By: Kimberly Rodrigues
A new study suggests that the rise in sea level this century may have a disproportionate impact on certain Asian megacities, as well as western tropical Pacific islands and the western Indian Ocean.
The research team identified several Asian megacities that could face significant risks by 2100 if greenhouse gas emissions continue at high levels: Chennai, Kolkata, Yangon, Bangkok, Ho Chi Minh City, and Manila.
The study, published in the journal Nature Climate Change, examined the effects of natural sea-level fluctuations on the projected sea-level rise due to climate change by mapping sea-level hotspots globally.
Scientists have long known that sea levels will rise with increasing ocean temperatures because of water expansion and melting ice sheets. However, this study differs by incorporating naturally occurring sea level fluctuations caused by El Nino or changes in the water cycle, known as internal climate variability.
By using a computer model of global climate and a specialised statistical model, the scientists determined how these natural fluctuations can amplify or reduce the impact of climate change on sea level rise along certain coastlines.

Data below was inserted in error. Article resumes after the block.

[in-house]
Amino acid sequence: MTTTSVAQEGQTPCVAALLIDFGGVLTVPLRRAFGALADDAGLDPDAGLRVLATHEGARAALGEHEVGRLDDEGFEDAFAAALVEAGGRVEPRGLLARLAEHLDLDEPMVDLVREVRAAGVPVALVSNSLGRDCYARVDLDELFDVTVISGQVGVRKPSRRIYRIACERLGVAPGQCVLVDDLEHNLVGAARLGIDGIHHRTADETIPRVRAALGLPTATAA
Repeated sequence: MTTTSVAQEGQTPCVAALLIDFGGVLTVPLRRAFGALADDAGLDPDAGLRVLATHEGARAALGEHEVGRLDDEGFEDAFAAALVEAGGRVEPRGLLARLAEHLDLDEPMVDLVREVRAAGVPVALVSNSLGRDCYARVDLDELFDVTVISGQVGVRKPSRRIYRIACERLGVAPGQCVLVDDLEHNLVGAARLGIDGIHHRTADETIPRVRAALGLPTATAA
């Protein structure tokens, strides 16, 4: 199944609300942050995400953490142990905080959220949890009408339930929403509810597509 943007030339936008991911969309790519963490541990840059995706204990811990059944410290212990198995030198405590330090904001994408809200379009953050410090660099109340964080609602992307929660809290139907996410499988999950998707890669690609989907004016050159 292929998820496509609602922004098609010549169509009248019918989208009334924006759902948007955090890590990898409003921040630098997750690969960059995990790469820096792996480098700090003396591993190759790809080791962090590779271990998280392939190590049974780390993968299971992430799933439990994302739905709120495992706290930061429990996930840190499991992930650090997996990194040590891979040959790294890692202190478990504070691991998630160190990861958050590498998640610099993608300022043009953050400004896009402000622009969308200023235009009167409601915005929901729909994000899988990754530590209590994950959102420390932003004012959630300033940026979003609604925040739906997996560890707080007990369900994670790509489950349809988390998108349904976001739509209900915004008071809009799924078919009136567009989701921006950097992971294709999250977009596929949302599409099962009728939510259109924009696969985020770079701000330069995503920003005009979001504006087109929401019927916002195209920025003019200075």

The study showed that internal climate variability could increase sea level rise in some locations by 20-30 per cent more than what would result from climate change alone, exponentially increasing extreme flooding events.
For instance, in Manila, coastal flooding events are predicted to occur 18 times more often by 2100 than in 2006, based solely on climate change.
However, in a worst-case scenario, they could occur 96 times more often based on a combination of climate change and internal climate variability.
The study also found that internal climate variability will also increase sea level rise along the west coasts of the US and Australia.
The research utilised simulations performed with the Community Earth System Model, which is based on the National Centre for Atmospheric Research (NCAR). The simulations presume that society will continue to emit greenhouse gases at a high rate throughout this century.
The paper notes that the estimates of sea level rise come with considerable uncertainties due to the complex and unpredictable interactions in Earth’s climate system.
Nonetheless, the authors emphasise the need for society to be aware of the potential of extreme sea level rise to develop effective adaptation strategies.
NCAR scientist Aixue Hu, who co-authored the paper, said, “The internal climate variability can greatly reinforce or suppress the sea level rise caused by climate change.”
Hu added, “In a worst-case scenario, the combined effect of climate change and internal climate variability could result in local sea levels rising by more than 50 per cent of what is due to climate change alone, thus posing significant risks of more severe flooding to coastal megacities and threatening millions of people.”
With inputs from PTI